AFTER the battering Manchester and Salford took from Storm Ophelia and Brian, the flood defences of the River Irwell remain poised and ready for the predictable attack of UK winter storms.
The howling gales and relentless drum upon rain-lashed windows are probably still fresh in our memories when looking back on Storms Ophelia and Brian. With winter on its way, it seems likely that these tempests will be overshadowed by what is inevitably to come.
Storm Ophelia hit the British Isles on Monday 16th October of this year, causing widespread disruption. The winds, which reached nearly 100mph damaged electricity networks and delayed train services across the country.
Following in close succession, Storm Brian reared his ugly head on Saturday 21st October. With winds causing similar damage leaving a hideous floating pile of debris in the Salford Quays.
Though floating debris is the least of a Salfordian’s troubles. Irwell Valley is among the most likely inland flood risk areas in England.
— Will (@WMcHBg) October 23, 2017
As recently as 2008, the River Irwell overflowed to an extent that it almost flooded the Lowry Hotel on Chapel Wharf.
This flooding, understandably, presents some problems as stated by Graham Lymbery, a Sefton based representative of the Regional Flood and Coastal Committee (RFCC) , who in an interview regarding coastal and flood defences in the North-West, recalled the devastation of the Cumbrian floods in 2013.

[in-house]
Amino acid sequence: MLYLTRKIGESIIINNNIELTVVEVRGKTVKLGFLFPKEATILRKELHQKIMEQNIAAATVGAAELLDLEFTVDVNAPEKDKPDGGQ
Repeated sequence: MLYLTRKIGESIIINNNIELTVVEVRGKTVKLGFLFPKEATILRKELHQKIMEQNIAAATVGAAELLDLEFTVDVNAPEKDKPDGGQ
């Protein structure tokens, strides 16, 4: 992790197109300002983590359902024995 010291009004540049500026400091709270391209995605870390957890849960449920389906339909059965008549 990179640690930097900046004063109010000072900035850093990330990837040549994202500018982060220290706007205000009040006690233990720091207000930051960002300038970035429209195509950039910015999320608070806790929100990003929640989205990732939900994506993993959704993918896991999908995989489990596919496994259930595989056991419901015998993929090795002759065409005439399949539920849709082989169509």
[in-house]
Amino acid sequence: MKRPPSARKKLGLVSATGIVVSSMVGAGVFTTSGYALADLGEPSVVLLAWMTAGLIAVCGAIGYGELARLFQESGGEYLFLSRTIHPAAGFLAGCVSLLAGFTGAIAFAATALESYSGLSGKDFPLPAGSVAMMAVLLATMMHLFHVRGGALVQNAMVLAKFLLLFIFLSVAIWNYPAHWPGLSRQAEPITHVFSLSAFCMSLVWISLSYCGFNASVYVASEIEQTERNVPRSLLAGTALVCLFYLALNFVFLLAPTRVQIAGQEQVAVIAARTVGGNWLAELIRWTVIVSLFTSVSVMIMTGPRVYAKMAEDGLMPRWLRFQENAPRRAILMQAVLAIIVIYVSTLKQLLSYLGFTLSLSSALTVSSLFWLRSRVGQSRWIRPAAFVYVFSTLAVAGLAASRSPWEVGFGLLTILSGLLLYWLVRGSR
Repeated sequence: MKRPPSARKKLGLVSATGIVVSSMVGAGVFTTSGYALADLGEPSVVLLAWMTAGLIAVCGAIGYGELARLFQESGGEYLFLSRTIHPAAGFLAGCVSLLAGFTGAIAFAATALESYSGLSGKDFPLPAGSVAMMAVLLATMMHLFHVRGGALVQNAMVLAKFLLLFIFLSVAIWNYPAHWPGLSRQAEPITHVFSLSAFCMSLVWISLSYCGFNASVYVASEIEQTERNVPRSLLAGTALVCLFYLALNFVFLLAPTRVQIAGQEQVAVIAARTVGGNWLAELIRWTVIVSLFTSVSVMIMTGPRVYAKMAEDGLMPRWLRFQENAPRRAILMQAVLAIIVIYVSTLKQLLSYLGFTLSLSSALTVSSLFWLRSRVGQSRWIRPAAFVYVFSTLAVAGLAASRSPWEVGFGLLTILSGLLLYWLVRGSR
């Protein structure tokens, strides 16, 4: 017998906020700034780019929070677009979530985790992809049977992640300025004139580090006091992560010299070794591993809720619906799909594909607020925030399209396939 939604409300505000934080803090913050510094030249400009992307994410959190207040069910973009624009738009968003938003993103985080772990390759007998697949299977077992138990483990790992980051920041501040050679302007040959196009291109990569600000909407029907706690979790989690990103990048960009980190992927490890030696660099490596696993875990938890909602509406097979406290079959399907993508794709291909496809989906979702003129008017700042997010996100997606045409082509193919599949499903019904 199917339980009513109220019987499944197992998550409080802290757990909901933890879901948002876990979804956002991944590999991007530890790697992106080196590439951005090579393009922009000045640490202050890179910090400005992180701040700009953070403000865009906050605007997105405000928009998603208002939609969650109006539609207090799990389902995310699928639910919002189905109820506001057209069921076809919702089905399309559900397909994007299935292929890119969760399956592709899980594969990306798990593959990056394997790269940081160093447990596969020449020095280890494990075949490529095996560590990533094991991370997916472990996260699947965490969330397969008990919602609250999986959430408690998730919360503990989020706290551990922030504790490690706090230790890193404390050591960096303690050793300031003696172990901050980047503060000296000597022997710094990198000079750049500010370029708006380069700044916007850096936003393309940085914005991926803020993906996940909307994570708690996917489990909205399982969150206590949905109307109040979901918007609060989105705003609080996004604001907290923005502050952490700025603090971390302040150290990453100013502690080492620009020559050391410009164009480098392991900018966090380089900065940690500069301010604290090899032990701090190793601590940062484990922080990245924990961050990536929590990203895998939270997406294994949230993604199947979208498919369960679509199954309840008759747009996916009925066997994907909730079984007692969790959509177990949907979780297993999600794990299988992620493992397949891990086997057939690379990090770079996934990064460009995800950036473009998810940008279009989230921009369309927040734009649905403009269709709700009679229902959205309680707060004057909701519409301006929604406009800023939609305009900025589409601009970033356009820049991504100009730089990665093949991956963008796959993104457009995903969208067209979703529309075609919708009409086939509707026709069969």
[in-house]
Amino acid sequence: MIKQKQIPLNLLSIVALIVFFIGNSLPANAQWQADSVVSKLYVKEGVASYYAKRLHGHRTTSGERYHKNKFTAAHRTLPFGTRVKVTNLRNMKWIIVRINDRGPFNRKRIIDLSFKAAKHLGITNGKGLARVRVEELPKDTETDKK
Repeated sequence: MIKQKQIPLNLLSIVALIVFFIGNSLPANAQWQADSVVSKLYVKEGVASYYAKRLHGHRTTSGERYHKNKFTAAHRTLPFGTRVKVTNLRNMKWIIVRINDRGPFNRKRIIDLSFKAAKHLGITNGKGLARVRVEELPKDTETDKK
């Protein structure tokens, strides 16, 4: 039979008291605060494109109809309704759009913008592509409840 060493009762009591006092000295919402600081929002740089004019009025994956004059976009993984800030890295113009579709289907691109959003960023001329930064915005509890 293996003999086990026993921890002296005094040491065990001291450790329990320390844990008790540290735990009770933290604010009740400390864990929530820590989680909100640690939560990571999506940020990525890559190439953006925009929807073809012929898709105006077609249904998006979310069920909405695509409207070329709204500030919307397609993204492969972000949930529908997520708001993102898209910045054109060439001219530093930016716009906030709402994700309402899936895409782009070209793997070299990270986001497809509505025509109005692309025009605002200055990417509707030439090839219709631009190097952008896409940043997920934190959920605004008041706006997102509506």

He said: “If you have a house that is flooded you can be at least six months out of your home, if not longer. There are cases where people have been out of their homes for up to two years before they were able to get back in.
With 2017 set to be the most storm ridden year on record, what stands between our homes and these formidable gales, with their destructive floodwaters?
Courtesy of its tendency to overflow, the Irwell actually possess some flood defences in the form of three metre raised embankments and a 70 acre flood basin to the north of the long-vacant Castle Irwell Student Village.
Construction of these defences began back in March 2015 and cost approximately £12 million with additional improvements made to the city’s drainage system.
With six more storms predicted to strike over winter, these defences will not go without thorough testing over the next few months.
So, are flood defences in Manchester and Salford prepared for the annual UK winter storms, in the aftermath of Ophelia and Brian?
Yes, all that can be done by RFCC officials, like Mr Lymbery, and organisations such as the Environment Agency is being done but, due to the unpredictable and volatile nature of storms, there are scenarios and elements that no one can prepare for.
For more information about flood warnings, visit: